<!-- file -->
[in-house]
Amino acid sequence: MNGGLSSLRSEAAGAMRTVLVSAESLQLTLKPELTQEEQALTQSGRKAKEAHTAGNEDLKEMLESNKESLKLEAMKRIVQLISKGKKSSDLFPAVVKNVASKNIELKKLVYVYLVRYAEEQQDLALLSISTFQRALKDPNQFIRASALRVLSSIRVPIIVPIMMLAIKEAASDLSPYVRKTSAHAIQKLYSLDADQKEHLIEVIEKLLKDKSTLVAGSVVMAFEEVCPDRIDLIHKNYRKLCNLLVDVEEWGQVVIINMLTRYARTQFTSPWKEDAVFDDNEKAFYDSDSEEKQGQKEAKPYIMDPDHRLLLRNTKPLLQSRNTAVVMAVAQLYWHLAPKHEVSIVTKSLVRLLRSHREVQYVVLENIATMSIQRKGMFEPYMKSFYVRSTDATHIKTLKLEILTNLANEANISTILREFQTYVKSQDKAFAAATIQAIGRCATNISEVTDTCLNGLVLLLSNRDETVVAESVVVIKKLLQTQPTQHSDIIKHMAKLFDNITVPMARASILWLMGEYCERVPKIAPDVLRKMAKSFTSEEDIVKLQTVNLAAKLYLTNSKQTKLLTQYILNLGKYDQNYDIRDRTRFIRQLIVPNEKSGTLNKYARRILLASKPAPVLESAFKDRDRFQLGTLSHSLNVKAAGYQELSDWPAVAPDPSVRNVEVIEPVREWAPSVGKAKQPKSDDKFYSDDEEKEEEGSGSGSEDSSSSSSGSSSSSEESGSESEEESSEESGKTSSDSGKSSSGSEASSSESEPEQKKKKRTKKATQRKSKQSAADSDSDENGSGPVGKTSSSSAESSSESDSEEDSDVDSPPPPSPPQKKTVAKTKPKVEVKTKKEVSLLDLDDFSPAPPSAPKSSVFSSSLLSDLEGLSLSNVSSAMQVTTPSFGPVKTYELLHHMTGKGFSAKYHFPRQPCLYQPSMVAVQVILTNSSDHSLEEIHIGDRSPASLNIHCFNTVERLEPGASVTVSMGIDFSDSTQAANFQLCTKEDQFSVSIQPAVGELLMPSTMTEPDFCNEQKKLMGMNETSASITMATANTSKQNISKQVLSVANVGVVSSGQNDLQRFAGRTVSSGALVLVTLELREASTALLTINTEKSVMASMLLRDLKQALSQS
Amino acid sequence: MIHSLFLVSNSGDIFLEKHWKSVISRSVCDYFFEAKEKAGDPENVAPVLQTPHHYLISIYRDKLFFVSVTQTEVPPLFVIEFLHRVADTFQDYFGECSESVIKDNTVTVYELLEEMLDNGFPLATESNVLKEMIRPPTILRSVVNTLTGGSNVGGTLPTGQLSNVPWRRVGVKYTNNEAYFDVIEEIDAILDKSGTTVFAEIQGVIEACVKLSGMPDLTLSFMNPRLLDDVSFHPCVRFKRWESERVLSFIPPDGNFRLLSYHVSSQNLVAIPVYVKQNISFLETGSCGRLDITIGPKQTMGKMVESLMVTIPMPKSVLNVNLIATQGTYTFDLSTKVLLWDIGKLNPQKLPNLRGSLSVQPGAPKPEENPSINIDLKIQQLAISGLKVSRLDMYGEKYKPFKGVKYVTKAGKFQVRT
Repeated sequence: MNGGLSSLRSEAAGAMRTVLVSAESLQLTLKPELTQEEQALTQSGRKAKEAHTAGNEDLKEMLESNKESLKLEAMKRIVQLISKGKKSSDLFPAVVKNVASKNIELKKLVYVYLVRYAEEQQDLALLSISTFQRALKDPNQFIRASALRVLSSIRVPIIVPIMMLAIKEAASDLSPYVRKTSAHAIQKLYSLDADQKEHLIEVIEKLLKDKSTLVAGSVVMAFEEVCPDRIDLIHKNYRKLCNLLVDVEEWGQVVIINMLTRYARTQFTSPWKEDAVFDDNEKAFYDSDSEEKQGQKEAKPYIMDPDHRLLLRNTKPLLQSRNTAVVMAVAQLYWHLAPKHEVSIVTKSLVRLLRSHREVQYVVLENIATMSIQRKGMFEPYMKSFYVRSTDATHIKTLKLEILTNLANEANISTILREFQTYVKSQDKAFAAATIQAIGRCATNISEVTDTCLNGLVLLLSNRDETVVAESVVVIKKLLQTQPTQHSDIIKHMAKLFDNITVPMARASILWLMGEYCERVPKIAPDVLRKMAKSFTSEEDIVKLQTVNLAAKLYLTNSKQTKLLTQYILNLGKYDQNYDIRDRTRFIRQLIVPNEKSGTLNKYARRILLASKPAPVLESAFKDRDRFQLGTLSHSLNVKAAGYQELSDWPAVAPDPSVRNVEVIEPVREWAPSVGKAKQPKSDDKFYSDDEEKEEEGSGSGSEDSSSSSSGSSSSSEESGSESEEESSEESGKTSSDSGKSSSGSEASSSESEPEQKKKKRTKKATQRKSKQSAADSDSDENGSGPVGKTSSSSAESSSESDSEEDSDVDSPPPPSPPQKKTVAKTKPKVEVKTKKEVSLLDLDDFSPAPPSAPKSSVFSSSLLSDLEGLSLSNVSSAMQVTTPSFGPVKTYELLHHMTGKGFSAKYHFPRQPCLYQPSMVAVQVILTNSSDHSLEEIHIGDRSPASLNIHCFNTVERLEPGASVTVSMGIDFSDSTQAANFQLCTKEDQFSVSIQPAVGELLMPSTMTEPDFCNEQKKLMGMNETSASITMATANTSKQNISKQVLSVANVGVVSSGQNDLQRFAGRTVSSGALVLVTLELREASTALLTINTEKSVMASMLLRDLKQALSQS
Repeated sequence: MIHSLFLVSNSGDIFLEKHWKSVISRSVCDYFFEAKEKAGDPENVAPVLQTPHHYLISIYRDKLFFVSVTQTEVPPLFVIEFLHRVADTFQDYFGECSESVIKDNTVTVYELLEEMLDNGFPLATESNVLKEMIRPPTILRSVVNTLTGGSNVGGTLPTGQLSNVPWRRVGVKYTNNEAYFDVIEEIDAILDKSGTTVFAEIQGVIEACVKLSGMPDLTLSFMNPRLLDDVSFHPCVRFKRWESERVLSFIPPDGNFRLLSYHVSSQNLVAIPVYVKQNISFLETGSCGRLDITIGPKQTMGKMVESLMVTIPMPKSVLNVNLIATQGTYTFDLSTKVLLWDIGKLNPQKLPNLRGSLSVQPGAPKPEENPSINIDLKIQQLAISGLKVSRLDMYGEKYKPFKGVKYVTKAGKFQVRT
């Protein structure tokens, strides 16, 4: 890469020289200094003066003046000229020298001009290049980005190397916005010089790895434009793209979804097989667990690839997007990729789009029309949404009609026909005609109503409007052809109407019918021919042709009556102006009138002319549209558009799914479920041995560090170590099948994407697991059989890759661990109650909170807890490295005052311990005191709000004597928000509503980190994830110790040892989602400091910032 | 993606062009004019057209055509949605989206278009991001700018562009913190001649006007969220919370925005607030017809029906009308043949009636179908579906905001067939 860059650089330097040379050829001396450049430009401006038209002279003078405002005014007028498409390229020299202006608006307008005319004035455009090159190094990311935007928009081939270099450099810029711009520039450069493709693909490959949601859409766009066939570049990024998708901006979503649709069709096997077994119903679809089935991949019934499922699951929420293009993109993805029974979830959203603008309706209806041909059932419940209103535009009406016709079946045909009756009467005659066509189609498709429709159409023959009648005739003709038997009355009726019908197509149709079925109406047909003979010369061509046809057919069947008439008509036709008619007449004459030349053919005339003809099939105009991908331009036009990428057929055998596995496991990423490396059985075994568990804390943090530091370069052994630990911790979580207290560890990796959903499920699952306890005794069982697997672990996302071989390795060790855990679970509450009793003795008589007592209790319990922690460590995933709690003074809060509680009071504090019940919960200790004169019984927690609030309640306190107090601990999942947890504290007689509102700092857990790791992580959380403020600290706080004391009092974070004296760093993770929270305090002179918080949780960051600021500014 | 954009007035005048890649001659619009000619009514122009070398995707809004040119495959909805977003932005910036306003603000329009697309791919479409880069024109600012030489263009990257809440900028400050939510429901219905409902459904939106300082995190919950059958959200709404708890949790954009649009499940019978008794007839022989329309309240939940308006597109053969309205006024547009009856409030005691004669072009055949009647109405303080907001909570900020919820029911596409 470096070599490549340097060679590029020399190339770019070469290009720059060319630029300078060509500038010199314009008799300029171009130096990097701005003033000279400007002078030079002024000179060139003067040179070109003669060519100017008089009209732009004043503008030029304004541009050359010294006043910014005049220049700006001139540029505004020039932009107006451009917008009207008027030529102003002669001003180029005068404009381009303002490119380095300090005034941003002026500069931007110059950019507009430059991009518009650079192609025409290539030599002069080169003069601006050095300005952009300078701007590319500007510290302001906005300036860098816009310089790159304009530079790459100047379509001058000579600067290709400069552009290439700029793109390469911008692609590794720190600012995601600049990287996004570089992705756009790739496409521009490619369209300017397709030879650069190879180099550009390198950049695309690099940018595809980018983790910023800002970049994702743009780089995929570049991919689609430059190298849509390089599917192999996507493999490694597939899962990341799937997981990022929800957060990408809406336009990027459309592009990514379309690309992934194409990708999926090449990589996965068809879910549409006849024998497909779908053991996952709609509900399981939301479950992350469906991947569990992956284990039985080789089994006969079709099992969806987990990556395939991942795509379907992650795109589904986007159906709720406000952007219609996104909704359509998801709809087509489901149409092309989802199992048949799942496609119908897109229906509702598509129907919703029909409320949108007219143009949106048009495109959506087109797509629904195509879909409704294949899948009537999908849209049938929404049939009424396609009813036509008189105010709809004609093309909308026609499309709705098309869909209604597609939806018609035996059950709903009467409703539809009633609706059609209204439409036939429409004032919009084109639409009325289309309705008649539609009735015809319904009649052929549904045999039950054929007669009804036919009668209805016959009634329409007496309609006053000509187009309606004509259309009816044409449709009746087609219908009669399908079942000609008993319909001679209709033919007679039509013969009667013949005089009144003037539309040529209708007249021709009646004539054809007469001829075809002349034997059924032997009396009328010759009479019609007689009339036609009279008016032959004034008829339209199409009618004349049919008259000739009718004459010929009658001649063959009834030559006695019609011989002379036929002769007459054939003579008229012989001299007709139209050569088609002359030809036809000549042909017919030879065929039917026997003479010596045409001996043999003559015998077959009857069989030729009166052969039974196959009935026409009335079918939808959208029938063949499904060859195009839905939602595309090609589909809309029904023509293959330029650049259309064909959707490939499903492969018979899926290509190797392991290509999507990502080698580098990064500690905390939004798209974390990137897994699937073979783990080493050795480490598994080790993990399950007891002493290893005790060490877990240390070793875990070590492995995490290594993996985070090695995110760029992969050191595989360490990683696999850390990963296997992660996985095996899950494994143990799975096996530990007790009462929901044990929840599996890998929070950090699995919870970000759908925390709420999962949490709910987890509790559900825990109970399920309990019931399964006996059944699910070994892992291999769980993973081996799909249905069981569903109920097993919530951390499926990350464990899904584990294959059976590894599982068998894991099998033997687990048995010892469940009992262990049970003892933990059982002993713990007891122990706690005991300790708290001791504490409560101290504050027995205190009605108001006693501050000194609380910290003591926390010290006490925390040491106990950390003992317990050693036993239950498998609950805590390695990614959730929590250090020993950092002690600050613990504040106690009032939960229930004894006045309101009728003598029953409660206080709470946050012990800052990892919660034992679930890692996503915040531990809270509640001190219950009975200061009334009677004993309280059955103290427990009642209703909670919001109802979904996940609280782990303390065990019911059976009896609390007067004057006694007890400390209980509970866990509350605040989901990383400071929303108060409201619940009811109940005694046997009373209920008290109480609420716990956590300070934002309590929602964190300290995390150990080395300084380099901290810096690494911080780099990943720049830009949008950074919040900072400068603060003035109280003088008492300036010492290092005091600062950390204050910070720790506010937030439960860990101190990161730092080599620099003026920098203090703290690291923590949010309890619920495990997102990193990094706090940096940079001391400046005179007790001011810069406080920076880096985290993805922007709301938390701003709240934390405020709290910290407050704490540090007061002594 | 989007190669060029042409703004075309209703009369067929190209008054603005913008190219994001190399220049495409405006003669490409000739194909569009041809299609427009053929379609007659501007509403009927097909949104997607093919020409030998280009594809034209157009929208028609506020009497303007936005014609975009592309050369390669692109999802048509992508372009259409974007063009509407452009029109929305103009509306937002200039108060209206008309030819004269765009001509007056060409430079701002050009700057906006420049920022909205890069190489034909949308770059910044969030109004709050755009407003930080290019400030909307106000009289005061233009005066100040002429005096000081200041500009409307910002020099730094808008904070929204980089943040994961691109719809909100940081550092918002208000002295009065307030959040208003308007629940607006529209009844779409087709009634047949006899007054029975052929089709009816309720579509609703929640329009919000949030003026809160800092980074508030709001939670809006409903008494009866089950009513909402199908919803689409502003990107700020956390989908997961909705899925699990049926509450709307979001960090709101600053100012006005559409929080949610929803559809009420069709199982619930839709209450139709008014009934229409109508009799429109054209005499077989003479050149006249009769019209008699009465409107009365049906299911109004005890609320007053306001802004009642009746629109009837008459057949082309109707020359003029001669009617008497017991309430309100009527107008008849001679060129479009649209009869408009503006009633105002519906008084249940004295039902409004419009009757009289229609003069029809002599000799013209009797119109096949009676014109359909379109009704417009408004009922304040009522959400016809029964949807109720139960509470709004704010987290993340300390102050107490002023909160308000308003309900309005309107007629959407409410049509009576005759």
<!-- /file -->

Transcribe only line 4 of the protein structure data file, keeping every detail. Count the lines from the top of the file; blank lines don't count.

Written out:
Repeated sequence: MNGGLSSLRSEAAGAMRTVLVSAESLQLTLKPELTQEEQALTQSGRKAKEAHTAGNEDLKEMLESNKESLKLEAMKRIVQLISKGKKSSDLFPAVVKNVASKNIELKKLVYVYLVRYAEEQQDLALLSISTFQRALKDPNQFIRASALRVLSSIRVPIIVPIMMLAIKEAASDLSPYVRKTSAHAIQKLYSLDADQKEHLIEVIEKLLKDKSTLVAGSVVMAFEEVCPDRIDLIHKNYRKLCNLLVDVEEWGQVVIINMLTRYARTQFTSPWKEDAVFDDNEKAFYDSDSEEKQGQKEAKPYIMDPDHRLLLRNTKPLLQSRNTAVVMAVAQLYWHLAPKHEVSIVTKSLVRLLRSHREVQYVVLENIATMSIQRKGMFEPYMKSFYVRSTDATHIKTLKLEILTNLANEANISTILREFQTYVKSQDKAFAAATIQAIGRCATNISEVTDTCLNGLVLLLSNRDETVVAESVVVIKKLLQTQPTQHSDIIKHMAKLFDNITVPMARASILWLMGEYCERVPKIAPDVLRKMAKSFTSEEDIVKLQTVNLAAKLYLTNSKQTKLLTQYILNLGKYDQNYDIRDRTRFIRQLIVPNEKSGTLNKYARRILLASKPAPVLESAFKDRDRFQLGTLSHSLNVKAAGYQELSDWPAVAPDPSVRNVEVIEPVREWAPSVGKAKQPKSDDKFYSDDEEKEEEGSGSGSEDSSSSSSGSSSSSEESGSESEEESSEESGKTSSDSGKSSSGSEASSSESEPEQKKKKRTKKATQRKSKQSAADSDSDENGSGPVGKTSSSSAESSSESDSEEDSDVDSPPPPSPPQKKTVAKTKPKVEVKTKKEVSLLDLDDFSPAPPSAPKSSVFSSSLLSDLEGLSLSNVSSAMQVTTPSFGPVKTYELLHHMTGKGFSAKYHFPRQPCLYQPSMVAVQVILTNSSDHSLEEIHIGDRSPASLNIHCFNTVERLEPGASVTVSMGIDFSDSTQAANFQLCTKEDQFSVSIQPAVGELLMPSTMTEPDFCNEQKKLMGMNETSASITMATANTSKQNISKQVLSVANVGVVSSGQNDLQRFAGRTVSSGALVLVTLELREASTALLTINTEKSVMASMLLRDLKQALSQS